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February 09, 2007

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Comments

moataz

Excellent ideas! You're spot on with this. It's naive of Powerset to think they can beat Google with technology that will be replicated by Google sooner rather than later if it's that good. It took a very wide range of variables that made Google what it is; simply having incrementally better tech won't get Powerset far. They should have stayed under the radar and worked on the kind of strategy you've suggested.

TanNg

Excellent ideas! Competing is about problem solving, so they should aim their expertise at problems that their solution bring more values.

But I wonder why MS not consider buying powerset?

allan isfan

Don,

I've been a faithful reader of you blog since last fall when a old colleague of your's JG suggested I check it out. That is a good indicator of the power of personal recommendation. You're insights are bang on and it makes me wonder why I don't see the same in many MS products?

Your insights have helped me tremendously with some of the concepts of the start-up I'm pulling together and I want to thank you. Relevant ads is where it's at and you have specifically helped me with this key realization. Keep it up knowing that you are truly helping some new entrepreneurs.

Tim Estes

Don,

Great thoughts on this with some clear wisdom they should listen too.

The problem of NLP is:

(1) Scale
(2) Noisy Data
(3) Learning Novel Ideas

Norvig and others on the statistical NLP side are skeptical because they have to deal with all of the above problems (as do those of us who work in the deep areas of Defense/Intel analysis) and have never seen anything like what PowerSet is proposing work on scale, with noisy data, and with emerging concepts.

Xerox PARC - while a big name, has no magic bullet to these problems. Look into the NIMD program with the office of the Intel community formerly known as ARDA. The early PARC work in this area in the 90s (which went to Inxight) never worked well on noisy data and required a whole other company (ClearForest) to get the extraction technology to work on non-trivial categories. All of it is highly supervised work vs. unsupervised algorithms - which tends to bite you big time on web scale due to the problem of massive false positives based on error rate of classifiers (a 99.9% accurate classifier in extraction of natural language will still produce 1000 false positives to 9 true positives if 1,000,000 targets are considered an only 10 real events like that exist).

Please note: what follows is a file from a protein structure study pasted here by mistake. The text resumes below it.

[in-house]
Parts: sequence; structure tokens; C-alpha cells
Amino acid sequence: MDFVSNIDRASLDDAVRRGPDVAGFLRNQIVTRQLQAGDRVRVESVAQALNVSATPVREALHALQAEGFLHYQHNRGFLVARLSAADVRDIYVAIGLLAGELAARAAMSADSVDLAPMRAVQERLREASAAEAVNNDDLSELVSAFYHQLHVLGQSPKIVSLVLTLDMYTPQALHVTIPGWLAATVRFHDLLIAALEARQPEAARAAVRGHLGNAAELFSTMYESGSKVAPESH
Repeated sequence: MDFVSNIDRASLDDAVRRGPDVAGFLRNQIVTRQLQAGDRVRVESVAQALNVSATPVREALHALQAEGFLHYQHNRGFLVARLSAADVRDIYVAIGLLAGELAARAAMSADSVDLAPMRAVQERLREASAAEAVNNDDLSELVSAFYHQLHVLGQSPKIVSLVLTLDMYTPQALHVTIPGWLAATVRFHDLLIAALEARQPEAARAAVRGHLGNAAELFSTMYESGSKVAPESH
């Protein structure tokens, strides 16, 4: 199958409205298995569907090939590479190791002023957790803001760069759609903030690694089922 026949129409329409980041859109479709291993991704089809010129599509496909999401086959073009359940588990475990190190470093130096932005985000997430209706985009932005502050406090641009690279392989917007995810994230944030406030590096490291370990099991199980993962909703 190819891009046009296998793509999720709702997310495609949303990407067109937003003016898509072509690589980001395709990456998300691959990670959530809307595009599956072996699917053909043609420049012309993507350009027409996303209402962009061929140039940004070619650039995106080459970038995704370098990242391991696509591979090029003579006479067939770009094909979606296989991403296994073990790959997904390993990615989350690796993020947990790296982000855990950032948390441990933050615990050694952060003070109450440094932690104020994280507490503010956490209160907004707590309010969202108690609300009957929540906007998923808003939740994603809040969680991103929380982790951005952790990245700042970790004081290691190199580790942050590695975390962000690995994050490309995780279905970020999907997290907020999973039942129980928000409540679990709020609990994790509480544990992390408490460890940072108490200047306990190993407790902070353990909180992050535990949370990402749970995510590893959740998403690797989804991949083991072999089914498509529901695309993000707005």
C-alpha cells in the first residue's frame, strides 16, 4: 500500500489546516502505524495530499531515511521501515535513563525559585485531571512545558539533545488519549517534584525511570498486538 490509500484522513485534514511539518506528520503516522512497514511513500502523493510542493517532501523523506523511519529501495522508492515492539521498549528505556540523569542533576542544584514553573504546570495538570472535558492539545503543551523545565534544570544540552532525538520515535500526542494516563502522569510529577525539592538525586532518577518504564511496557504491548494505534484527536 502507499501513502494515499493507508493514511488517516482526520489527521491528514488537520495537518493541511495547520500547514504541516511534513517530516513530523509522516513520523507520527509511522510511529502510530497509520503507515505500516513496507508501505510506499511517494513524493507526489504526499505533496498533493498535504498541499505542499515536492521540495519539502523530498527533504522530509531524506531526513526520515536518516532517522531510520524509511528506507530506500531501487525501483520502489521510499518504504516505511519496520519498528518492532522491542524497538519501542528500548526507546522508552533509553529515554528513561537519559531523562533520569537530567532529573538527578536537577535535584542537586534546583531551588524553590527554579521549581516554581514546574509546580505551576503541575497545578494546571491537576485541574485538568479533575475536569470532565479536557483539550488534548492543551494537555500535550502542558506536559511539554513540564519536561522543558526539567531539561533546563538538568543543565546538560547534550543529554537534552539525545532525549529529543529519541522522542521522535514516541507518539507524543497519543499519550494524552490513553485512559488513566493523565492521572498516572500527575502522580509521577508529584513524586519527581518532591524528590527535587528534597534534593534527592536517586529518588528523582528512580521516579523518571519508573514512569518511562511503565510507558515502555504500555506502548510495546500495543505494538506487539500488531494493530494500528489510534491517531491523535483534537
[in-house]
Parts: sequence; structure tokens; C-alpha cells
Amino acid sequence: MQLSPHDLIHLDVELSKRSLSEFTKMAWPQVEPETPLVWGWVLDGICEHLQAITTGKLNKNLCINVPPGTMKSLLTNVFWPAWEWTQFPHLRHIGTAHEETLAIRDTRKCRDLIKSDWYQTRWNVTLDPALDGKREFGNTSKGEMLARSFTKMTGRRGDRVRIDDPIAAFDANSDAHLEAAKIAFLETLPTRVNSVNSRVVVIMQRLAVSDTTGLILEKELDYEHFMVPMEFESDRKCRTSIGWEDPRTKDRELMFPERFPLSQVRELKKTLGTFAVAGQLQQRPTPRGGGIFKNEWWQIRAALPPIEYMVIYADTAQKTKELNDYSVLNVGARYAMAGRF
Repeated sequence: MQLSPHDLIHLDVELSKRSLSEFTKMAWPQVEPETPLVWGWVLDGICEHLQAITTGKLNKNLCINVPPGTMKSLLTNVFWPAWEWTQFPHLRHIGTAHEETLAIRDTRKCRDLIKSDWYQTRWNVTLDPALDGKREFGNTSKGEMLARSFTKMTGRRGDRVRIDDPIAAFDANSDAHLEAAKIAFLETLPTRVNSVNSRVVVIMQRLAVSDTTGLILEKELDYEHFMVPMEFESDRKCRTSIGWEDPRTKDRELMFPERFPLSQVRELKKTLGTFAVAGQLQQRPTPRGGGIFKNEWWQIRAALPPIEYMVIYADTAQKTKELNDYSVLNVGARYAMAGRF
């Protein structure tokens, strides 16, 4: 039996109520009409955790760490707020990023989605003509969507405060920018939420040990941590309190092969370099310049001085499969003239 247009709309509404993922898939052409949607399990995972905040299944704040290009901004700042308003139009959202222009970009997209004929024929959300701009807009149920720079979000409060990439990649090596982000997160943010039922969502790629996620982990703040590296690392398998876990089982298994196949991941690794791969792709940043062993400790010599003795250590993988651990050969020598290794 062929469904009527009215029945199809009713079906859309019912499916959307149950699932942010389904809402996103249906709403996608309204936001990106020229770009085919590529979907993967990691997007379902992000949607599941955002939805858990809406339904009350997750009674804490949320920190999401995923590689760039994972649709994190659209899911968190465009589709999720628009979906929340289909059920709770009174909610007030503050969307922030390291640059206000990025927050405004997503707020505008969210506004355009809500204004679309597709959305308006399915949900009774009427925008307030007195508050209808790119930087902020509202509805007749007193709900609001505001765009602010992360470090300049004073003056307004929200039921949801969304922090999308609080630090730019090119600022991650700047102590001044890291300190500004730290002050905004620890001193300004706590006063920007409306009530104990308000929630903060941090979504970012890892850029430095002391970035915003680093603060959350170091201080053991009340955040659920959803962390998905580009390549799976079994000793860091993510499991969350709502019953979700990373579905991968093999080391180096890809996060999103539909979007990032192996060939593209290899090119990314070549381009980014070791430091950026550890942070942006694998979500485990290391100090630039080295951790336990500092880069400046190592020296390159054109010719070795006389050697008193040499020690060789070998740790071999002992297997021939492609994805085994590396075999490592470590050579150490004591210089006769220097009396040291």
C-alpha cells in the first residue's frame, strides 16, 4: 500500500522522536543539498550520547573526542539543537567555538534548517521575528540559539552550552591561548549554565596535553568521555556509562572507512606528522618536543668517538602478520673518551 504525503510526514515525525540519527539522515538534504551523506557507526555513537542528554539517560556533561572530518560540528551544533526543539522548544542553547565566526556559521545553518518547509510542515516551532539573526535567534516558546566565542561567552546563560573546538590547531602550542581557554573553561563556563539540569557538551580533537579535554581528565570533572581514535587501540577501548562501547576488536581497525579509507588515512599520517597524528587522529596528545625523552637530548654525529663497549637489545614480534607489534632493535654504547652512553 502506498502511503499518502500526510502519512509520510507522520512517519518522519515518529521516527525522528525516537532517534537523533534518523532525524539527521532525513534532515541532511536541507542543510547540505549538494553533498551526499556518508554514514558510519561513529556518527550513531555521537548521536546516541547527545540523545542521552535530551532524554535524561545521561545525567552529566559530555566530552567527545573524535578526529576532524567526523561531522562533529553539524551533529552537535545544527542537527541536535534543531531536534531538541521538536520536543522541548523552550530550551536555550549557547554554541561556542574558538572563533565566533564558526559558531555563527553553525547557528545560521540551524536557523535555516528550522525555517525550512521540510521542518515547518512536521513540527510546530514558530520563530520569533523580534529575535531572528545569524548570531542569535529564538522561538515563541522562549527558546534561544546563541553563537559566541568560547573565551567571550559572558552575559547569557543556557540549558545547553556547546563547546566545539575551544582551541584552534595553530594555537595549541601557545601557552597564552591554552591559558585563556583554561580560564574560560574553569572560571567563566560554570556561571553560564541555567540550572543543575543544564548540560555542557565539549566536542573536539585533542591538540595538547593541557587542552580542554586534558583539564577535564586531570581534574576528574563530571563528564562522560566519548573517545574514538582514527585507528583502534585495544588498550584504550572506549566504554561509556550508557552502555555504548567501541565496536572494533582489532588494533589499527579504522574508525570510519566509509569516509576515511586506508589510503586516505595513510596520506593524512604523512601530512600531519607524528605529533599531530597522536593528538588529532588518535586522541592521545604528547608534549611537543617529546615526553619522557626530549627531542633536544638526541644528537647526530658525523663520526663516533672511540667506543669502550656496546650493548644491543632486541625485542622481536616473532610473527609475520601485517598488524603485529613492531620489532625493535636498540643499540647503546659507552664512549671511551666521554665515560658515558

This can be compensated for, but generally only by layering additional classification tests as filters - which requires a manual structure of concept hierarchy. And that is where it all starts to break at web scale on noisy data - you extract a very limited class of good language matches that cover the semantic area but only when fairly well formed and in the expected frame. Your recall drops to a small fraction(1/1000 - 1/10000) of what is really out on the web that is relevant. That makes it a lot worse than Google for those cases - which is the majority of search use cases right now. Of course, no one ever DEMOs recall - just the salient matches on a small test set. :-)

One of the other real problems of NLP for search is that it raises the bar of expectation for the end user so that when it fails (which it will - and a lot), it destroys the user's confidence in the system to keep using it as an automated abstraction layer. This is something we've seen in a big way when supporting Intelligence Analysts - you have to be consistently good to a level of expectation on EVERY CONCEPT or they stop trusting you all together. Taken with the above paragraph, you can see the Achilles Heel -I can only trust the machine to abstract for me if it really understood everything and replaced my need to read all of the relevant sources I could get to. Otherwise, it is just a filter on the data.

Bottom-line:

Google is McDonald's - consistently above average, sometimes surprisingly good, and, on occasion, laughably bad. NLP on web-scale (aka Powerset and Hakia) are like temperamental chefs - sometimes extraordinary, but often disappointing and almost never worth the recommendation to others.

Matthew Hurst

Dan - it's amazing to me that pundits have concentrated on the idea of parsing *queries* :

"Rather than focusing all this NLP power on understanding the typical 2 or 3 word search query, why not help advertisers better target their ads on unstructured content?"

Couldn't there be something else out there to parse like, say, the entire web? To think that NLP search is about parsing queries (alone) it to miss the point entirely.

bored

Is this technology going to making end-uers a little paranoid? Some users were paranoid when Google starting putting targeted ads in GMail by picking up key words. Powerset is talking about actually understanding what emails are about. This is a huge.

Or will users get over it like they did for GMail?

K G

It's worth noting that Google didn't invent the search ad auction -- that was Overture, who were bought by Yahoo. Overture sued Google over patent infringement and Google settled for roughly $300 milion in Google stocks in 2004[1]. Google changed the acution mechanism (in a very important way), but they didn't invent the model.

[1] http://www.thestreet.com/tech/georgemannes/10177217.html

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